Mukherjee speaks openly about medical failure, the heartbreak of treating patients who suffer and die, and the moral hazard that comes with innovation, and he acknowledges that much is still unknown in cell science. Echoing his pathologist hero, Rudolf Virchow (1821-1902), who viewed the cell as a citizen of a larger society, Mukherjee emphasizes the limitations of ‘atomism’ and the importance of ‘networking’. He “extends” Virchow’s cell biology: “Beyond the isolated understanding of cells, the decoding of the inner laws of cellular citizenship – tolerance, communication, specialization, diversity, boundary formation, cooperation, niches, ecological relationships – will result the birth of a new kind of cellular medicine.”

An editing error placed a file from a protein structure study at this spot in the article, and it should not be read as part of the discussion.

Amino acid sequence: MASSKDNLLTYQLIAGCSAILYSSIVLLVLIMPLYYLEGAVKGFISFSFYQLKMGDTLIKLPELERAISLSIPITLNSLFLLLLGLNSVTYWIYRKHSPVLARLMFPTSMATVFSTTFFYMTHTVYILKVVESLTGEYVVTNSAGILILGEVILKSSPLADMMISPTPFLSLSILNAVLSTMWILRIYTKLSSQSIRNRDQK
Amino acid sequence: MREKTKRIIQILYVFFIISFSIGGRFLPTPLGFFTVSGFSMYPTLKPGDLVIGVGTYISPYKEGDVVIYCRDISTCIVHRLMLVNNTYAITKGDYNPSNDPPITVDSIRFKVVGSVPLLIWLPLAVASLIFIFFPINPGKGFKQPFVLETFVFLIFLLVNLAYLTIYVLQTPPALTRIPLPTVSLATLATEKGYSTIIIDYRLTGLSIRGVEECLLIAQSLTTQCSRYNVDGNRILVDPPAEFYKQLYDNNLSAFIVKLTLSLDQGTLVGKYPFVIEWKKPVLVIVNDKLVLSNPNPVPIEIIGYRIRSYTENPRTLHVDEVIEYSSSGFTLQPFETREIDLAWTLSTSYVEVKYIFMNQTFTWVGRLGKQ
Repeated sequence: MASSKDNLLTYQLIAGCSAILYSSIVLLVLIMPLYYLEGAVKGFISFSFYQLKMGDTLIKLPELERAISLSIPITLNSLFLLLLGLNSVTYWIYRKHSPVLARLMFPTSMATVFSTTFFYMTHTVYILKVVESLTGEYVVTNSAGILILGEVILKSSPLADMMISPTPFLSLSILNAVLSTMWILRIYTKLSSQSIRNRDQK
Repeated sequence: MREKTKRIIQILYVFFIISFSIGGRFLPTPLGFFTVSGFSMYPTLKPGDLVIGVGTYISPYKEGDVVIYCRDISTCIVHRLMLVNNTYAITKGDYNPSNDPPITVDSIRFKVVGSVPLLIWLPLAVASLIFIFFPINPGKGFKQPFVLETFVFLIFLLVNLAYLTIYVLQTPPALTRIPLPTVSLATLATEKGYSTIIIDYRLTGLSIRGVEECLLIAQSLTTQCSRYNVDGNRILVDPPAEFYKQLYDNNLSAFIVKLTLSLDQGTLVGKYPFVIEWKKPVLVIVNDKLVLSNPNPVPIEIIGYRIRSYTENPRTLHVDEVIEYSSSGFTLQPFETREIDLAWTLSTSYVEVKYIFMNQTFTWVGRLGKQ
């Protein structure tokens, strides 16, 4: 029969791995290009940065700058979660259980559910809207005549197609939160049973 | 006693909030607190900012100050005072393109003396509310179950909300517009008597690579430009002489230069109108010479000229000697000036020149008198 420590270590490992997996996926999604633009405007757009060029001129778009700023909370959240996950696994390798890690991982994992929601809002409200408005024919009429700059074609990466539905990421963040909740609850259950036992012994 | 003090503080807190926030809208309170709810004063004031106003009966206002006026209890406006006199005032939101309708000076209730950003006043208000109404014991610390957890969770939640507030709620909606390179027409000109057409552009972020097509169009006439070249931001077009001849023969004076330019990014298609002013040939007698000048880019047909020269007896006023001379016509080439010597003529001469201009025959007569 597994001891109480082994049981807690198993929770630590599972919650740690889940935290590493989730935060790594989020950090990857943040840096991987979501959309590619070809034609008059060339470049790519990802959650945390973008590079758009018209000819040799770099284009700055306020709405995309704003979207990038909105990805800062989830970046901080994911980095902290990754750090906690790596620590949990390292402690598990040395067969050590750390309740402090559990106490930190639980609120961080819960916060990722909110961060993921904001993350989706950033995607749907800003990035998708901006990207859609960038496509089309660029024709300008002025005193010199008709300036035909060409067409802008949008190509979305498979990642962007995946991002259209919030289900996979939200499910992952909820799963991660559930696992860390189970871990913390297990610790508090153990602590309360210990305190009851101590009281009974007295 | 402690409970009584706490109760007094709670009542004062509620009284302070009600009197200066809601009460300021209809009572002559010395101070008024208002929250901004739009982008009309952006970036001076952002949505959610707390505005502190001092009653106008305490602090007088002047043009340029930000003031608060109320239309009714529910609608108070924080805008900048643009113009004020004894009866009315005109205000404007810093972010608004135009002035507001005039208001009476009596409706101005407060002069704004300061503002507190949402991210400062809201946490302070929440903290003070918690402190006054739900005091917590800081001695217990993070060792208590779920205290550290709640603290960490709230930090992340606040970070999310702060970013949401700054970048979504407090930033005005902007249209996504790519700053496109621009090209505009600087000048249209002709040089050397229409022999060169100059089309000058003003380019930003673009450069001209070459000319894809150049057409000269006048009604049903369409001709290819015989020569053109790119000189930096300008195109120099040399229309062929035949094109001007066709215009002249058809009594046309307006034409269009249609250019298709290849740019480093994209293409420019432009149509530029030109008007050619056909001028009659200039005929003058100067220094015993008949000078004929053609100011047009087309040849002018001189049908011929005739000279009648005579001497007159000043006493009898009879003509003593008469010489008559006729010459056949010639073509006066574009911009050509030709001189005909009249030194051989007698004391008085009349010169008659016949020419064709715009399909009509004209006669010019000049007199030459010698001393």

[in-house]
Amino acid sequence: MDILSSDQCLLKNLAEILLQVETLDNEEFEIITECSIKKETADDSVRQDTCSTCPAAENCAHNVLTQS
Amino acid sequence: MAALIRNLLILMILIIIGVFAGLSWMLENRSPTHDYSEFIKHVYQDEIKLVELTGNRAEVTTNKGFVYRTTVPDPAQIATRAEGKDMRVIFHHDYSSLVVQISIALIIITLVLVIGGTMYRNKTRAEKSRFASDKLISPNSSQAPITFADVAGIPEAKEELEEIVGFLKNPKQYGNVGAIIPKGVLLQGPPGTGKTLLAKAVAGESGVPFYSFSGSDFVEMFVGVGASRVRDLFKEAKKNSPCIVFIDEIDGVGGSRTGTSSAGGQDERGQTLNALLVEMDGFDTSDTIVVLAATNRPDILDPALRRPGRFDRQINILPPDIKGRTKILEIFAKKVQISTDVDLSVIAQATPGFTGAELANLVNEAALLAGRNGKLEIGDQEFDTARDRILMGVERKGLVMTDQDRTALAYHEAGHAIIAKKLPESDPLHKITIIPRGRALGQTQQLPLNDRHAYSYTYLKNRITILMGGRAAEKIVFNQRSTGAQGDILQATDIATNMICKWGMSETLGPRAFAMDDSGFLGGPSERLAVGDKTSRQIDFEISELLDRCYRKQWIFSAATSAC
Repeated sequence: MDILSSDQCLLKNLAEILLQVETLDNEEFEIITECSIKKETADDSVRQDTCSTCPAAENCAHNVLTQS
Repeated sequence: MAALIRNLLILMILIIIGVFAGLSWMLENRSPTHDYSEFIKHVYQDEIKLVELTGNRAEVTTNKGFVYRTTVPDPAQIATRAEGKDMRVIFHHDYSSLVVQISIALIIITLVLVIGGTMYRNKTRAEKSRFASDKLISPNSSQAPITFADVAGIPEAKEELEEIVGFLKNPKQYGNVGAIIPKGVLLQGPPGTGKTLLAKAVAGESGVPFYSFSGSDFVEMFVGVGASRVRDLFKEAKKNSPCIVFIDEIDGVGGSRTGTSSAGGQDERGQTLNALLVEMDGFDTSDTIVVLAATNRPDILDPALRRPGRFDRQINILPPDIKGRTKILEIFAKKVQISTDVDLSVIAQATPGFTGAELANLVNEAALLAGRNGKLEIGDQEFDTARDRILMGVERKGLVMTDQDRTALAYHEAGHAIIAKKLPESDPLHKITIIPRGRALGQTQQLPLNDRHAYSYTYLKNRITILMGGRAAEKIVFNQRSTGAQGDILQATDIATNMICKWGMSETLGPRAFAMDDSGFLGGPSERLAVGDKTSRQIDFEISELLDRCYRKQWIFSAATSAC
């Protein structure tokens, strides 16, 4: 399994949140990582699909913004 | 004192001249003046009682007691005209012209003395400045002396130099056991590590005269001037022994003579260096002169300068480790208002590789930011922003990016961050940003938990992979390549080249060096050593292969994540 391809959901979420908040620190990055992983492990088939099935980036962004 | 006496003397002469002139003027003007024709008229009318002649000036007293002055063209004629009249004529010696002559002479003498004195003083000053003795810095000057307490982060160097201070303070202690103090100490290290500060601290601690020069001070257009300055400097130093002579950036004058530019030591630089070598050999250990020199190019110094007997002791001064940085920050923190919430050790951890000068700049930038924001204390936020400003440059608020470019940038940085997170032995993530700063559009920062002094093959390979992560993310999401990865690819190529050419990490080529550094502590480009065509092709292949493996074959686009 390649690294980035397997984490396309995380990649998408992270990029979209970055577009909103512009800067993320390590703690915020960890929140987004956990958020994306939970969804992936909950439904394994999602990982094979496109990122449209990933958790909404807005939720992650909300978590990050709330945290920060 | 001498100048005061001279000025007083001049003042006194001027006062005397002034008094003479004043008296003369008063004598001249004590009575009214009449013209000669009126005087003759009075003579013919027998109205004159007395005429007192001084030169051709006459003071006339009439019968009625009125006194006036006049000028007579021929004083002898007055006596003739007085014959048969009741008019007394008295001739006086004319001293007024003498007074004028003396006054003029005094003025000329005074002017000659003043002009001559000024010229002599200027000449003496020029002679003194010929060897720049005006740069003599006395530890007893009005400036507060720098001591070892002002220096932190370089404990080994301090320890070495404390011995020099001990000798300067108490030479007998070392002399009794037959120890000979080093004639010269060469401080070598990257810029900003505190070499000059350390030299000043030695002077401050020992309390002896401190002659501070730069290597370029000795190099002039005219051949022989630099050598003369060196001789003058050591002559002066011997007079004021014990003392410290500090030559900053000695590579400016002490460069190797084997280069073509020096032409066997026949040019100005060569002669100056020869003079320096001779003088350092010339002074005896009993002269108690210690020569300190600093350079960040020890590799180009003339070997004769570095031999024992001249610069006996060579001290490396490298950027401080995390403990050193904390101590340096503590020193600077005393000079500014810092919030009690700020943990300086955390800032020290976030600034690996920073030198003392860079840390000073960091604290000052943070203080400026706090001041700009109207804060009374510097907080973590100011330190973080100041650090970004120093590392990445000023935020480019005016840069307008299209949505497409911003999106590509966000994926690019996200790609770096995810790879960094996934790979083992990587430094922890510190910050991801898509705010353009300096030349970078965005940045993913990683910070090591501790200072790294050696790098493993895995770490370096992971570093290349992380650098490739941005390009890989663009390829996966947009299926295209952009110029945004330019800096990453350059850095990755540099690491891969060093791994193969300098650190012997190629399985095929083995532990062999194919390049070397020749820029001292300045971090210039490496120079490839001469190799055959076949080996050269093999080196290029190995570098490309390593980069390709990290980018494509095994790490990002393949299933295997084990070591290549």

Metaphors are crucial to thinking in science. As a philosopher of science, Evelyn Fox Keller, has argued, metaphors can both open and close avenues of discovery. The figurative is easily confused with the literal. The notion of the genome as master molecule, commander, code and blueprint has often been confused with concrete reality, even though, as Mukherjee points out, citing the great geneticist Barbara McClintock, the genome is “a delicate organ of the cell”. It is inert without its cellular environment.